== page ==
But time might not be on the side of these petitions. The Local Government Code mandates that no recall can take place within a year from the date of the local officials’ assumption of office and within a year before a regular local election.

In the case of the 2014 petitions, the “deadline” will be on May 2015, a full year before the 2016 polls. After that, these petitions will practically be “cancelled” as new recall petitions would be entertained only after June 30, 2017, when elected officials shall have already served a year in office.

Comelec takes around a month to verify signatures in a petition, said lawyer Genevieve Guevarra of the Comelec-ODEDO. Meanwhile, Comelec Chairman Sixto Brillantes Jr has said they need at least two months to prepare for a recall election.

So for the recall petitions to have a “fighting chance” time-wise, the poll body should be able to resolve funding issues and proceed with the recall process by January or February 2015.

Where are the funds?

Section 75 of the Local Government Code states that all expenses related to recall elections shall be shouldered by the Comelec. It also said that the poll body shall have a contingency fund for recall elections at the Comelec’s disposal in the annual General Appropriations Act (GAA) or the national budget.

But both requisites are at the core of the Comelec’s funding issues.

Funds for recall elections, amounting to P321.6 million ($7.2 million)*, were included in the Comelec’s proposed budget for 2015, but it was disapproved by the DBM.

There were also no line items specifically for recall elections under the Comelec’s budget in past GAAs from 2011 to 2014. (The years 2010 and 2013 are not included, because these are election years.)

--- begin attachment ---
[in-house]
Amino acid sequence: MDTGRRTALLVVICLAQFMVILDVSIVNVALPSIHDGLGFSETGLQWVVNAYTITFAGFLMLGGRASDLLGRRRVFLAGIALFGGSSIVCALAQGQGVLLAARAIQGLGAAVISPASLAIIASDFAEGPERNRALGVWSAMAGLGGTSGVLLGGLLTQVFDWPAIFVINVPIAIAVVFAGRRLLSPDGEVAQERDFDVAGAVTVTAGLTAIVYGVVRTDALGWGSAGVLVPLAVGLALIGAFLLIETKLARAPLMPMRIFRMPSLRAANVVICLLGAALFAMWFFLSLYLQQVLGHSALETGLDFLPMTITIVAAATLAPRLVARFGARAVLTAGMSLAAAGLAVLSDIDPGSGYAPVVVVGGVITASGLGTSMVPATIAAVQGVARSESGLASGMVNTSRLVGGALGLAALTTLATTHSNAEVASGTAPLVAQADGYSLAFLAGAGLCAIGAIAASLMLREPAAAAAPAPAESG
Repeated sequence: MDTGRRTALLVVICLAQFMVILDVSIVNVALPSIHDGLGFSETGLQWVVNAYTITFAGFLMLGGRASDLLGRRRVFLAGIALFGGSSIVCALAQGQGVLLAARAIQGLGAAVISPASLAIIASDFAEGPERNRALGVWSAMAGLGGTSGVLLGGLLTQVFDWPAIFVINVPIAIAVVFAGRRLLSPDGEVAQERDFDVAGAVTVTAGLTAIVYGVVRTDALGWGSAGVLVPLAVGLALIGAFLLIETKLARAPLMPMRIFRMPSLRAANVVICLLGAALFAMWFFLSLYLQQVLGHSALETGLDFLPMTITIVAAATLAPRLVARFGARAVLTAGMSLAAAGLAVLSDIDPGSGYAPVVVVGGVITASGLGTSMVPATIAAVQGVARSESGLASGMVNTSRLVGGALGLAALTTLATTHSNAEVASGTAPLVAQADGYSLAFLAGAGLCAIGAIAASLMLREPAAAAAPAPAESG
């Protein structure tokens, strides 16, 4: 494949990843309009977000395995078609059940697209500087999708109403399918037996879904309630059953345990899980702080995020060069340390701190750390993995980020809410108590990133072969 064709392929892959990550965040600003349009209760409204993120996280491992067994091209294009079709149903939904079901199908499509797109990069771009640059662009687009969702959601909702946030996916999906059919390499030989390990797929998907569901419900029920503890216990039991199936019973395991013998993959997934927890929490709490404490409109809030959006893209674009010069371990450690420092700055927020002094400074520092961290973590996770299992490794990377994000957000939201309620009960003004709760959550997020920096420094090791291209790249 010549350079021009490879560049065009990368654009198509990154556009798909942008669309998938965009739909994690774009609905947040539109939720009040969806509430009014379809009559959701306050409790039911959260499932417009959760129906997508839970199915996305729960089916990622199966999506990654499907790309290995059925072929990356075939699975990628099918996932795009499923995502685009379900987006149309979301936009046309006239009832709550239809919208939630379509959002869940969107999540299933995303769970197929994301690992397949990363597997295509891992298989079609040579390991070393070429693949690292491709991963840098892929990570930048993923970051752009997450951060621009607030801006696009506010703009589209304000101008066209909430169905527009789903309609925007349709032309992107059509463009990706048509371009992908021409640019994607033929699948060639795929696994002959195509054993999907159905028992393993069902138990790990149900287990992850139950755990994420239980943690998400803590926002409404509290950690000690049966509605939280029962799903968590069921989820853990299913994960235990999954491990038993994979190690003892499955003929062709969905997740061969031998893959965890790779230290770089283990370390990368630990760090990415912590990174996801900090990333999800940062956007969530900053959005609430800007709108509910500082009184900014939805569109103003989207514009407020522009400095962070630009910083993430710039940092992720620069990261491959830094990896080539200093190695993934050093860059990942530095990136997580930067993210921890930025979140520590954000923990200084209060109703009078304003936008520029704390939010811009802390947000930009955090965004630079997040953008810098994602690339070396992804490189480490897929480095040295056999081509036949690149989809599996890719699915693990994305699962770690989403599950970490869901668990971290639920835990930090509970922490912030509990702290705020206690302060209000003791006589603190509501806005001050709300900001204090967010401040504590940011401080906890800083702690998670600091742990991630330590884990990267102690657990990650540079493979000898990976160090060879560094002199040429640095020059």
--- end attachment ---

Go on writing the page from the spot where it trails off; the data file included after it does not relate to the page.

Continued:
Curiously, however, for those same years, the Comelec seemed to have not requested funds for recall elections, at least in its budget presentations to the House of Representatives appropriations committee.

The Comelec’s budget overviews presented to the House reflect the poll body’s proposed expenditure items for a fiscal year, the amount it requests from DBM for each item, and the amount that DBM ultimately approves for inclusion in the National Expenditure Program (NEP).

Only in 2015 did the Comelec explicitly include a line item budget specifically for recall elections under “locally-funded projects.”

‘Use savings’

A lawmaker said that even without allocations for recall in the national budget, the Comelec can still spend for recall elections using its savings and continuing appropriations.

Palawan Representative Douglas Hagedorn pointed out that at the start of 2013, the Comelec had P18.7 billion in total available appropriations: P8.27 billion from the national budget, P10.33 billion in continuing appropriations accumulated over the years, and P100.6 million in budgetary adjustments.

“Comelec cannot renege on its responsibility whimsically and capriciously.”

– Palawan Rep. Douglas Hagedorn